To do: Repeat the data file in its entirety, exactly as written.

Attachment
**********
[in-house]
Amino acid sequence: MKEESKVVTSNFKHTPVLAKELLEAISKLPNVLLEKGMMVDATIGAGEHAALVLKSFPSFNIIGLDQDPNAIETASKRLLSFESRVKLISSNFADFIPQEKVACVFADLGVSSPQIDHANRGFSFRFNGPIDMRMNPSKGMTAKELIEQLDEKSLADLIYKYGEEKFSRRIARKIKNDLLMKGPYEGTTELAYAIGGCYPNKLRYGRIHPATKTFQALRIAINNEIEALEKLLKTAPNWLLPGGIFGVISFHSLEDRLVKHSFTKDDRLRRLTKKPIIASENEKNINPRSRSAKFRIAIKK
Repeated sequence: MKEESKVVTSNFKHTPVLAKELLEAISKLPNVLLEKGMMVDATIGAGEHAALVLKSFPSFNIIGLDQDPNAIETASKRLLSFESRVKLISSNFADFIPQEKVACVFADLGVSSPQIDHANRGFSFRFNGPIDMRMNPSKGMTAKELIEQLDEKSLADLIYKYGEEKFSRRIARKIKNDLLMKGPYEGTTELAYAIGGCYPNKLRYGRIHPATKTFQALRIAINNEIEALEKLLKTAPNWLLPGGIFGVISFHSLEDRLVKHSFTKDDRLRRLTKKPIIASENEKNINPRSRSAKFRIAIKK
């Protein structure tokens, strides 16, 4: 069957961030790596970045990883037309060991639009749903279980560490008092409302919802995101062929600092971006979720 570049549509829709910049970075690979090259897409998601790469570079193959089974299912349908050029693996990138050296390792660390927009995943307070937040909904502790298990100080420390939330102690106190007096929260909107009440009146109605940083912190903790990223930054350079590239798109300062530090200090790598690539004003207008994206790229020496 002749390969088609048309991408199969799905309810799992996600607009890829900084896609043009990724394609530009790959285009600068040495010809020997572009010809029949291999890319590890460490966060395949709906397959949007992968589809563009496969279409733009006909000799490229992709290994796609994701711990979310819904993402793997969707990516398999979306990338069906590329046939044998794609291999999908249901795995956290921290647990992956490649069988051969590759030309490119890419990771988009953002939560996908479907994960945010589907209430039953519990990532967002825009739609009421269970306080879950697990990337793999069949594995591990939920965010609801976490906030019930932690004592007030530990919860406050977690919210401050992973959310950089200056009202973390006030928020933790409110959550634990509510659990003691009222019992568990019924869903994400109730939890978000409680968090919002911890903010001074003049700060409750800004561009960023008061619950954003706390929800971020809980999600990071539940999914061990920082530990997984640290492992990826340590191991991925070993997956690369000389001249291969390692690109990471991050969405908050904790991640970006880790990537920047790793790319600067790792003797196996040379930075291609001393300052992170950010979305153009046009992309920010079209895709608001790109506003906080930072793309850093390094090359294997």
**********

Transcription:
[in-house]
Amino acid sequence: MKEESKVVTSNFKHTPVLAKELLEAISKLPNVLLEKGMMVDATIGAGEHAALVLKSFPSFNIIGLDQDPNAIETASKRLLSFESRVKLISSNFADFIPQEKVACVFADLGVSSPQIDHANRGFSFRFNGPIDMRMNPSKGMTAKELIEQLDEKSLADLIYKYGEEKFSRRIARKIKNDLLMKGPYEGTTELAYAIGGCYPNKLRYGRIHPATKTFQALRIAINNEIEALEKLLKTAPNWLLPGGIFGVISFHSLEDRLVKHSFTKDDRLRRLTKKPIIASENEKNINPRSRSAKFRIAIKK
Repeated sequence: MKEESKVVTSNFKHTPVLAKELLEAISKLPNVLLEKGMMVDATIGAGEHAALVLKSFPSFNIIGLDQDPNAIETASKRLLSFESRVKLISSNFADFIPQEKVACVFADLGVSSPQIDHANRGFSFRFNGPIDMRMNPSKGMTAKELIEQLDEKSLADLIYKYGEEKFSRRIARKIKNDLLMKGPYEGTTELAYAIGGCYPNKLRYGRIHPATKTFQALRIAINNEIEALEKLLKTAPNWLLPGGIFGVISFHSLEDRLVKHSFTKDDRLRRLTKKPIIASENEKNINPRSRSAKFRIAIKK
């Protein structure tokens, strides 16, 4: 069957961030790596970045990883037309060991639009749903279980560490008092409302919802995101062929600092971006979720 570049549509829709910049970075690979090259897409998601790469570079193959089974299912349908050029693996990138050296390792660390927009995943307070937040909904502790298990100080420390939330102690106190007096929260909107009440009146109605940083912190903790990223930054350079590239798109300062530090200090790598690539004003207008994206790229020496 002749390969088609048309991408199969799905309810799992996600607009890829900084896609043009990724394609530009790959285009600068040495010809020997572009010809029949291999890319590890460490966060395949709906397959949007992968589809563009496969279409733009006909000799490229992709290994796609994701711990979310819904993402793997969707990516398999979306990338069906590329046939044998794609291999999908249901795995956290921290647990992956490649069988051969590759030309490119890419990771988009953002939560996908479907994960945010589907209430039953519990990532967002825009739609009421269970306080879950697990990337793999069949594995591990939920965010609801976490906030019930932690004592007030530990919860406050977690919210401050992973959310950089200056009202973390006030928020933790409110959550634990509510659990003691009222019992568990019924869903994400109730939890978000409680968090919002911890903010001074003049700060409750800004561009960023008061619950954003706390929800971020809980999600990071539940999914061990920082530990997984640290492992990826340590191991991925070993997956690369000389001249291969390692690109990471991050969405908050904790991640970006880790990537920047790793790319600067790792003797196996040379930075291609001393300052992170950010979305153009046009992309920010079209895709608001790109506003906080930072793309850093390094090359294997």